Sure, she’s a poor speller, that’s unambiguous, but even her bad spellings have this genius to them on occasion. She’s smart in a curious way, very canny in getting what she wants. But there’s something stranger, a double-voicedness in this narrator. Anita Loos and her character share one voice, but if you look at it closely, these voices combine and intertwine in a way that makes them very difficult to separate. The effect is fascinating, interesting in the same way that high modernist experiments are also interesting.
CLAIRE JARVIS If you were to refer to a “gentlemen” in the 19th century novel, you would be mean a man with a specific social status, someone of the gentry, someone who owned land and had property. When Lorelei uses the word, she means “man.” She doesn’t mean anything about status.
The men she communicates with most openly are men who, like her, are grifters – men who are in dire straits, who need to shift for themselves. She interacts with two other groups of men, besides these comrades-in-arms: One is the men who are who are rich. Then we get the sexual threats, men who are rich, but not rich enough for Lorelei. She is wary of these men, because they can’t give her anything – they can’t give her any money, they can only ruin her. Lorelei doesn’t care about ruination when it’s for money. She just doesn’t want to do it for free.
Loos makes a great alteration in what is actually very old plot – the courtesan’s diary. Think of characters like the 19th-century Harriette Wilson; there are tons of others. What a courtesan’s diary would do is name names. It could be used for two purposes. One, if you lost favor with the mark, you could exploit the connection with these wealthy men to get blackmail money. Two, if the man passed away, you could sell it on the open market. The courtesan’s diary was a canny way of turning personal information into money. This is a fictional version of that.
By introducing the scenario writer at the end of the novel, right when as Lorelei marries, she allows this courtesan to have a marriage and still be a mistress. She is able to be a wife and, it turns out, a mother, and still maintain her connection to the demimonde. This is Loos’s great achievement in fiction. In most of the history of the novel, you could go one or the other. You couldn’t have both.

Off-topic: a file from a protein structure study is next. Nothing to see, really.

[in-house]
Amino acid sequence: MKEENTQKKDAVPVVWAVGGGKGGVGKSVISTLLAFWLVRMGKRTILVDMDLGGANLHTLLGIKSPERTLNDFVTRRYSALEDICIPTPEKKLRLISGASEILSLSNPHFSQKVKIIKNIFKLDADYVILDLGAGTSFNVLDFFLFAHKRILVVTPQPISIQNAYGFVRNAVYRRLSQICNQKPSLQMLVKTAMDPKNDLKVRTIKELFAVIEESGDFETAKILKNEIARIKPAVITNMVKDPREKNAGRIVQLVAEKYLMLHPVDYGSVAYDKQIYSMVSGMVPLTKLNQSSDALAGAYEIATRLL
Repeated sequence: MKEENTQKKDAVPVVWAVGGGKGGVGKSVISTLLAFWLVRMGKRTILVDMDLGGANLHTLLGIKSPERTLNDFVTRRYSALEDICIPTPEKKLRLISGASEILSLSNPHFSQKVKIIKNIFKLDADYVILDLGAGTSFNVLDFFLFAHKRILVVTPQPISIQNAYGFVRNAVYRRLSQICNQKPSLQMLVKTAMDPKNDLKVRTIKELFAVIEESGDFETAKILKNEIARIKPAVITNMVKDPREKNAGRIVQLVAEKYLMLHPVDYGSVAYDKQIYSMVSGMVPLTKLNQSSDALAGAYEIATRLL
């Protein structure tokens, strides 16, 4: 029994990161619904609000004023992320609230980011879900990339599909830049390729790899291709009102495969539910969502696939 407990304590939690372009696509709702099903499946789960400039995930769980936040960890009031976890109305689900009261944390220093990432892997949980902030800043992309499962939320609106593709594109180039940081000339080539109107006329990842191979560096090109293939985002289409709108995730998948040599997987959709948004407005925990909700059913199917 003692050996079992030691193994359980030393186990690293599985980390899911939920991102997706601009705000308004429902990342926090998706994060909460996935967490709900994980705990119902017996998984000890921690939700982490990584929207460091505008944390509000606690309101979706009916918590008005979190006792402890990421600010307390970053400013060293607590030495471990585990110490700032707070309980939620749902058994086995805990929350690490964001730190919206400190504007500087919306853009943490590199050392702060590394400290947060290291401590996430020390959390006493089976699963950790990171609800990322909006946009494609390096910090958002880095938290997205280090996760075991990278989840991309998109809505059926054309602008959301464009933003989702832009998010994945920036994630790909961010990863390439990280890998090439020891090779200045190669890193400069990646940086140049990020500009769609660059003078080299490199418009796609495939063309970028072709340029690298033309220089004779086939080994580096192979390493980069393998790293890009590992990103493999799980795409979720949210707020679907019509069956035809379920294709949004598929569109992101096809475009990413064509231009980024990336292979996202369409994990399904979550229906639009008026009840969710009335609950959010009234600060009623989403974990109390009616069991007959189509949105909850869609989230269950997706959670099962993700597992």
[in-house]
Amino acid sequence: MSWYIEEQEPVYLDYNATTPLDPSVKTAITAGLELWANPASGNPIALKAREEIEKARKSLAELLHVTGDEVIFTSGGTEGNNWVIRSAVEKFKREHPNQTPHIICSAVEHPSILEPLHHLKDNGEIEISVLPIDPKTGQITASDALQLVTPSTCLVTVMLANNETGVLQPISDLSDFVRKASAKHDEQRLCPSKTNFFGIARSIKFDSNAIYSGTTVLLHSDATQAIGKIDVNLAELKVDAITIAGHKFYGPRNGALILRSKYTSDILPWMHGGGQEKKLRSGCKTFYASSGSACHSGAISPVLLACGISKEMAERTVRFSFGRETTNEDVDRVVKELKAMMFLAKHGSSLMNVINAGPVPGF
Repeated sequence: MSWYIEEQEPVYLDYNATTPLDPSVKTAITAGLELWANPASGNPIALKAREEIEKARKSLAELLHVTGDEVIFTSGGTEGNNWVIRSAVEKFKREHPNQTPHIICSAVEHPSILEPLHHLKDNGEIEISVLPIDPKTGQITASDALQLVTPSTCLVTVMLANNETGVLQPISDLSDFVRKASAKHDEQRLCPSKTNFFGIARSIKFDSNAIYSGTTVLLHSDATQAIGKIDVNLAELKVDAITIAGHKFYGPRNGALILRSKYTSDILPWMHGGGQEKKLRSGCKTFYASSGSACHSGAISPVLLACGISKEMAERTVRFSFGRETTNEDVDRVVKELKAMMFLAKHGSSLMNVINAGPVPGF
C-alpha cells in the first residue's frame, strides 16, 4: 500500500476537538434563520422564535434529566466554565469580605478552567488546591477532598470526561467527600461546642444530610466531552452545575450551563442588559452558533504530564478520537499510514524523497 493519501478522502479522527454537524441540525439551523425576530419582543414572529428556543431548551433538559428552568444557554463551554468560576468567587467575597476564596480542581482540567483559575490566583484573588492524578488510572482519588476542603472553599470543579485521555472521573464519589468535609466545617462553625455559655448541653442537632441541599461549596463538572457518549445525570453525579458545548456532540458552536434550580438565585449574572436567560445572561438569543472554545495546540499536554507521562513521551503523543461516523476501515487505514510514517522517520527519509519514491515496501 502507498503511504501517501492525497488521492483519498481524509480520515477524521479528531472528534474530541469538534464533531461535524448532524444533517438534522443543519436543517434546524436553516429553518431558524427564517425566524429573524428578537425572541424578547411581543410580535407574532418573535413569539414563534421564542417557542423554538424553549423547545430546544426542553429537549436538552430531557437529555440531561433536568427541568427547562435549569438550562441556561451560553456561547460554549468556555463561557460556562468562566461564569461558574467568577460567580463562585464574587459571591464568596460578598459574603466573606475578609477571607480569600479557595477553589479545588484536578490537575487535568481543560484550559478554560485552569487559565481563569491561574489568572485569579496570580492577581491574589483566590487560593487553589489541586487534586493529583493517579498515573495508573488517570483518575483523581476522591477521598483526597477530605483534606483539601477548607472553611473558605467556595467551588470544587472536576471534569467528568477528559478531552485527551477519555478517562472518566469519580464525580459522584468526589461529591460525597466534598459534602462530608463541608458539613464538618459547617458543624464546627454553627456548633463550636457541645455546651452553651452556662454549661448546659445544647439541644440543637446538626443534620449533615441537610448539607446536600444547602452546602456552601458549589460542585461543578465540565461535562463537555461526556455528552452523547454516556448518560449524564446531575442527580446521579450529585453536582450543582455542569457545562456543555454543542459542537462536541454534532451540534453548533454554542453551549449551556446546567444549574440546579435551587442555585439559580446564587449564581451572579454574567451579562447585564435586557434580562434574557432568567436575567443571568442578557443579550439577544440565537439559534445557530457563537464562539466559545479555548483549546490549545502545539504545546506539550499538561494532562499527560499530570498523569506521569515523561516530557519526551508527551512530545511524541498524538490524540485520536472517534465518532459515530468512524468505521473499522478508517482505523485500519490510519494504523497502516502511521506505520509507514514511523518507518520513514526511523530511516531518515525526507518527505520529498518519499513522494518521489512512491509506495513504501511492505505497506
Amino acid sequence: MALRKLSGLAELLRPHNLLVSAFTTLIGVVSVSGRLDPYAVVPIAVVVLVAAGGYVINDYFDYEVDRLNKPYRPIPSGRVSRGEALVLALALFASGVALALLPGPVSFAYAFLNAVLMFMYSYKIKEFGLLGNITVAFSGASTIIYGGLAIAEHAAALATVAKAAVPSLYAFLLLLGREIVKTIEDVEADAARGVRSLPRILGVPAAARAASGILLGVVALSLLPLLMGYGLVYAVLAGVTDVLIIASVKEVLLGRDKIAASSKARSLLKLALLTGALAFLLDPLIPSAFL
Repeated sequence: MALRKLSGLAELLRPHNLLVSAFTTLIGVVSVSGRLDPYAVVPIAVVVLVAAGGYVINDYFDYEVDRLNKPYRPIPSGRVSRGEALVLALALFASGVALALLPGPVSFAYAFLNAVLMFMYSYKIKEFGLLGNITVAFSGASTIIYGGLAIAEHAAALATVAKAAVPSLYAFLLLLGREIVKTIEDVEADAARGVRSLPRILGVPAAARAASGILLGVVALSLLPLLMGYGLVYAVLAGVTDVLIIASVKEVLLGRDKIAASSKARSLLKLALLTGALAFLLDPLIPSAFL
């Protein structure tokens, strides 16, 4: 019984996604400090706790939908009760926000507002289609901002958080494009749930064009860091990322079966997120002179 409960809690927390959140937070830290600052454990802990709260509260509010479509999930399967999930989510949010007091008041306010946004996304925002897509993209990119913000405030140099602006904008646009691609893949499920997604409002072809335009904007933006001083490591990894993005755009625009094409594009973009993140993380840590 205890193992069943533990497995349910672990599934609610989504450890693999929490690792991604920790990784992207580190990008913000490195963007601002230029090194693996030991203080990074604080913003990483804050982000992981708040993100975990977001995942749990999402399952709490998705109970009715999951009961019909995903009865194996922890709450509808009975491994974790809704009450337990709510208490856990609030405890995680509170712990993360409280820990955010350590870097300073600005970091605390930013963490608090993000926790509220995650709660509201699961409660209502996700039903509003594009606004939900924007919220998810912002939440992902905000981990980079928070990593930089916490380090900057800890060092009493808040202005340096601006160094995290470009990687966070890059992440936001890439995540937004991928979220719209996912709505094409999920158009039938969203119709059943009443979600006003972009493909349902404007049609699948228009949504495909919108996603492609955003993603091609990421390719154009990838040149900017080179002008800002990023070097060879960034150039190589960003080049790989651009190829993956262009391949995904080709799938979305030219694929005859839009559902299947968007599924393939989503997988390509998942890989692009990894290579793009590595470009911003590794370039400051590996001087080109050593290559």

HILTON OBENZINGER Lorelei knew how to play it one way or the other; she’s quite shrewd. What actually is of value? If you think it’s pearl, if you think it’s diamond – well, then it is. That’s how the commercial commodity exchange works. Remember the pet rock? It was a joke. “Here’s a rock, here’s your instructions for the care and handling of the rock.” And it sold! People knew it was a joke, but they still bought it. That’s hearkens back to a lot in American culture about the con game.
[Question from audience: "Do you think she’s a psychopath or a sociopath?"]
I think she’s just a path. You have to be shifty in a new country. Before the civil war, in the Southwest Literature – meaning Alabama, Mississippi, the old Southwest – a character named Captain Simon Suggs said, “You have to be shifty in a new country.” That’s what it meant to be conning your way through. She’s just doing what she has to do in order to survive. If she didn’t, she would have simply been raped in Little Rock – and who knows what would have happened then. She would have gone to jail for murder – and who knows what would have happened then. Every step of the way is simply an act of survival, with a great deal of shrewdness. Now the society, and the way it’s depicted, is completely whacked out. There are very few genuinely serious people who are not after money. You don’t have characters who really want to discover the truth about the world, or dismiss all of this money-grubbing stuff, or say “I will marry for love.” You have a completely different universe here. And she’s trying to survive in that universe.